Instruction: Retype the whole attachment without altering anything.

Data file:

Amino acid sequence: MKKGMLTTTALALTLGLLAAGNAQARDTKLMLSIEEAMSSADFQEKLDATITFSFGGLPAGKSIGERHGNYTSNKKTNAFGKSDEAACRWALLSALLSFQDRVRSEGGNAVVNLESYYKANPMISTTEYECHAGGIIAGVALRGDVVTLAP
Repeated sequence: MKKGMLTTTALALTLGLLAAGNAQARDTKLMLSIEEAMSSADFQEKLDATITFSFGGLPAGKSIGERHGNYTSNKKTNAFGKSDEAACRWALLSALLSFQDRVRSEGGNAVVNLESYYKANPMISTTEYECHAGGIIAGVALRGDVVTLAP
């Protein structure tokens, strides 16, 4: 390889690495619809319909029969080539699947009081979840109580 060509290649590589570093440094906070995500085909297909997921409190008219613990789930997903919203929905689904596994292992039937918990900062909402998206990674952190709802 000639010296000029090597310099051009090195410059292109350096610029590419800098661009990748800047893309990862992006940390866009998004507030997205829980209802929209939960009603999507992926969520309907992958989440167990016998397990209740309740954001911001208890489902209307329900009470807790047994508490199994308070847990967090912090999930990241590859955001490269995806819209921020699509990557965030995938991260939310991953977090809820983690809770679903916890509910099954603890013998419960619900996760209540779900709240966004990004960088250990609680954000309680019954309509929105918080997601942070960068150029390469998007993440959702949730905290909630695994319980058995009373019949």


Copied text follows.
Amino acid sequence: MKKGMLTTTALALTLGLLAAGNAQARDTKLMLSIEEAMSSADFQEKLDATITFSFGGLPAGKSIGERHGNYTSNKKTNAFGKSDEAACRWALLSALLSFQDRVRSEGGNAVVNLESYYKANPMISTTEYECHAGGIIAGVALRGDVVTLAP
Repeated sequence: MKKGMLTTTALALTLGLLAAGNAQARDTKLMLSIEEAMSSADFQEKLDATITFSFGGLPAGKSIGERHGNYTSNKKTNAFGKSDEAACRWALLSALLSFQDRVRSEGGNAVVNLESYYKANPMISTTEYECHAGGIIAGVALRGDVVTLAP
């Protein structure tokens, strides 16, 4: 390889690495619809319909029969080539699947009081979840109580 060509290649590589570093440094906070995500085909297909997921409190008219613990789930997903919203929905689904596994292992039937918990900062909402998206990674952190709802 000639010296000029090597310099051009090195410059292109350096610029590419800098661009990748800047893309990862992006940390866009998004507030997205829980209802929209939960009603999507992926969520309907992958989440167990016998397990209740309740954001911001208890489902209307329900009470807790047994508490199994308070847990967090912090999930990241590859955001490269995806819209921020699509990557965030995938991260939310991953977090809820983690809770679903916890509910099954603890013998419960619900996760209540779900709240966004990004960088250990609680954000309680019954309509929105918080997601942070960068150029390469998007993440959702949730905290909630695994319980058995009373019949």